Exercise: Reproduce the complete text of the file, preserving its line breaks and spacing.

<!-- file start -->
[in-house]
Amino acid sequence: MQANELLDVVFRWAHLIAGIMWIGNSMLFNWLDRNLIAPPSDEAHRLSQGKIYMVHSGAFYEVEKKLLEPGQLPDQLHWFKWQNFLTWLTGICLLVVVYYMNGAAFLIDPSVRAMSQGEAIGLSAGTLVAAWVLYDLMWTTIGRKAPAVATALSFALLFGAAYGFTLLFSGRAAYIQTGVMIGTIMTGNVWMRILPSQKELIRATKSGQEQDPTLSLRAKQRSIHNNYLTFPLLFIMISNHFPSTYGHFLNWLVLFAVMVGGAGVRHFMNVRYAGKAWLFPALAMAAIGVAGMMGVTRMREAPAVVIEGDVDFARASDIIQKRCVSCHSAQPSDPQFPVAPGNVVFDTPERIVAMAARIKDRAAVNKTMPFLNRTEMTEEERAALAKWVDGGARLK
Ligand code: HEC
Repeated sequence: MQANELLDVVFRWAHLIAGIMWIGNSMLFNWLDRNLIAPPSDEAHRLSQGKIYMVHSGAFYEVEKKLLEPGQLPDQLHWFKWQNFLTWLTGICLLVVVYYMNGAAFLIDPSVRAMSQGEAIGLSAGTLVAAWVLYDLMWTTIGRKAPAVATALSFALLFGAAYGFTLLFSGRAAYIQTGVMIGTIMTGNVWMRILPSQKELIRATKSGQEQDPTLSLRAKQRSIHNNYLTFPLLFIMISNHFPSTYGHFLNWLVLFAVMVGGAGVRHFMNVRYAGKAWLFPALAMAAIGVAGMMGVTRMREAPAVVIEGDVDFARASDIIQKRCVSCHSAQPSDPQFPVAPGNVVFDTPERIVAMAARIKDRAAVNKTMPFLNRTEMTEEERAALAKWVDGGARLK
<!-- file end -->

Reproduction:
[in-house]
Amino acid sequence: MQANELLDVVFRWAHLIAGIMWIGNSMLFNWLDRNLIAPPSDEAHRLSQGKIYMVHSGAFYEVEKKLLEPGQLPDQLHWFKWQNFLTWLTGICLLVVVYYMNGAAFLIDPSVRAMSQGEAIGLSAGTLVAAWVLYDLMWTTIGRKAPAVATALSFALLFGAAYGFTLLFSGRAAYIQTGVMIGTIMTGNVWMRILPSQKELIRATKSGQEQDPTLSLRAKQRSIHNNYLTFPLLFIMISNHFPSTYGHFLNWLVLFAVMVGGAGVRHFMNVRYAGKAWLFPALAMAAIGVAGMMGVTRMREAPAVVIEGDVDFARASDIIQKRCVSCHSAQPSDPQFPVAPGNVVFDTPERIVAMAARIKDRAAVNKTMPFLNRTEMTEEERAALAKWVDGGARLK
Ligand code: HEC
Repeated sequence: MQANELLDVVFRWAHLIAGIMWIGNSMLFNWLDRNLIAPPSDEAHRLSQGKIYMVHSGAFYEVEKKLLEPGQLPDQLHWFKWQNFLTWLTGICLLVVVYYMNGAAFLIDPSVRAMSQGEAIGLSAGTLVAAWVLYDLMWTTIGRKAPAVATALSFALLFGAAYGFTLLFSGRAAYIQTGVMIGTIMTGNVWMRILPSQKELIRATKSGQEQDPTLSLRAKQRSIHNNYLTFPLLFIMISNHFPSTYGHFLNWLVLFAVMVGGAGVRHFMNVRYAGKAWLFPALAMAAIGVAGMMGVTRMREAPAVVIEGDVDFARASDIIQKRCVSCHSAQPSDPQFPVAPGNVVFDTPERIVAMAARIKDRAAVNKTMPFLNRTEMTEEERAALAKWVDGGARLK